Please read these questions and let us know what your organization and others in the Hawkeye State are doing to move legislation and policy in a direction that helps those in need.
Virtually all states have budget deficits and extensive financial problems this year and beyond. The states are also the custodians and administrators of multi billions of dollars of federal assistance programs. State policies related to hunger and poverty contain a great deal of state money that is in short supply right now but much more federal money that can grow as the use of the programs grows.
These state policy questions are meant to begin a conversation about how states can deliver more services to their citizens who are facing extreme long term unemployment, hunger, home foreclosures and loss of health insurance and pensions.
Please read them and let us know what your organization and others in your state are doing to move legislation and policy in a direction that helps those in need, especially the poorest of the poor, the millions of new poor, seniors, returning vets, children and the homeless.
Our intention is to create a place on our website that will highlight policy actions that state based organizations are taking and how they are proceeding. We also hope to host a WhyHunger State Policy Award for the best state policies in the U.S.A.
1. Iowa has one of the highest SNAP participation rates among the working poor at 72%. What about the SNAP program in this state makes it so successful at reaching those who need it?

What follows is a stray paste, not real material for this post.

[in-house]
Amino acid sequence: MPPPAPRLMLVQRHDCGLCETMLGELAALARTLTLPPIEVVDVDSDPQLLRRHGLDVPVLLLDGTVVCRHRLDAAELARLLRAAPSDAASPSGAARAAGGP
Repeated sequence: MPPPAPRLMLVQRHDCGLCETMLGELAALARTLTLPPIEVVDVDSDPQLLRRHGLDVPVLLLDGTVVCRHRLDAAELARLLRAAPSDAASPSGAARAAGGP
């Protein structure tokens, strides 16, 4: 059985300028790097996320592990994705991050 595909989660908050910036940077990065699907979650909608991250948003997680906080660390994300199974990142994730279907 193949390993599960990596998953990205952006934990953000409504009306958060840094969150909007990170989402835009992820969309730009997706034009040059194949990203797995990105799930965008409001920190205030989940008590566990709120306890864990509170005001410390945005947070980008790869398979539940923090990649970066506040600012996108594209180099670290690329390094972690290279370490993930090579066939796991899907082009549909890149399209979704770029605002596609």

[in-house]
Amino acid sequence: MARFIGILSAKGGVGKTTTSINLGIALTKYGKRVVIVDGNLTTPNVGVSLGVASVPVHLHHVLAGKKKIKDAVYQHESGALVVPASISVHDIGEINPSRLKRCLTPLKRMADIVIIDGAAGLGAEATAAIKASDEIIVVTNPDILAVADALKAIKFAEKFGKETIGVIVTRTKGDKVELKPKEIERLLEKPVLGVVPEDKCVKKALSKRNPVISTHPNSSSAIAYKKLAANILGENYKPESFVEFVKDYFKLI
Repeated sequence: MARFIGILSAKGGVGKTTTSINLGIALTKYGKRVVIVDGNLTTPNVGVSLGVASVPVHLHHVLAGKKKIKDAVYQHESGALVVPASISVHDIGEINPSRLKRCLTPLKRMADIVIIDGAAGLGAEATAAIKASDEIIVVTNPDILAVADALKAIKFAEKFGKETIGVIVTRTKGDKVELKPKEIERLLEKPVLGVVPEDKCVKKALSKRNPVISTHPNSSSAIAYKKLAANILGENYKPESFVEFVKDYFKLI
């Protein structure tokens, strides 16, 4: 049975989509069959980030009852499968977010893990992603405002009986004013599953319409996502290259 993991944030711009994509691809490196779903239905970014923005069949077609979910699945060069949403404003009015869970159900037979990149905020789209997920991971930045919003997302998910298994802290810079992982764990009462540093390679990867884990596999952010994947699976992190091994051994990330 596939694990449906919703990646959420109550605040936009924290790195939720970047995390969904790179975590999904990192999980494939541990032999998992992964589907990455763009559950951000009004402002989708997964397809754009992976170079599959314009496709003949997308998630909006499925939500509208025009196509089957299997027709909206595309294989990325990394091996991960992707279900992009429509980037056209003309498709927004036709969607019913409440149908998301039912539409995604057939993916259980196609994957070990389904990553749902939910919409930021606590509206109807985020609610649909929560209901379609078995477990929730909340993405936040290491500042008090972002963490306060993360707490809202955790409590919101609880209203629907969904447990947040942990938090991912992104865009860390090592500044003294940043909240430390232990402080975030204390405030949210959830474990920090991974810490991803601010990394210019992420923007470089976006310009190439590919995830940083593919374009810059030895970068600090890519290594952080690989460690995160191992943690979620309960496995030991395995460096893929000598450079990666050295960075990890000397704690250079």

2. The WIC benefit amount is below the national average. Is there any movement to increase the rate?
3. Participation in both the School Breakfast Program and School Lunch Program is below the national average. Participation in the School Breakfast Program is only 1/5 of the School Lunch Program. How can the School Breakfast Program become more accessible? What is being done to increase participation in both programs?
4. The number of children in the Summer Nutrition per 100 in the School Lunch Program is among the lowest in the nation. Is there an effort to increase awareness, participation, and the number of locations which serve food?
5. Iowa has a very strong Farmers’ Market Program. It has the 8th highest number of Farmers’ Markets, and very high numbers of Farmers’ Markets participating in the Senior and WIC Farmers’ Markets. What makes this program so successful? What organizations or people are working with the program?
6. 25.5% of jobs pay below the federal poverty line which is higher than the national average of 22.2%. Is there any effort underway to institute a living wage?
7. Iowa has a low rate of taxpayers receiving a federal EITC. Is there any effort being made to increase the number of people who receive an EITC?
8. Iowa has a 6.0% tax on non prescription drugs. Are there any efforts underway to exempt these products from the state sales tax?
9. The lowest 20% of income earners are paying 11% of their incomes in taxes while the highest 1% of income earners are paying 6% of their income in taxes. Is any effort being made to relieve the tax burden on low income individuals?
10. Iowa has the third highest high school completion rate in the country. Are there any special features of the educational system in your state that may contribute to this above average performance?
11. What other statewide policies or programs are you aware of that are helping to fight hunger and poverty, or are there any that are responsible for increasing it?
Please let us know what your organization and others in your state are doing to move legislation and policy in a direction to address these questions by contacting Executive Director and Co-Founder Bill Ayres at [email protected].
Feel free to inform us of any mistakes we may have made in any of these questions. Also we would appreciate any comments on policies or statistics that might have been overlooked.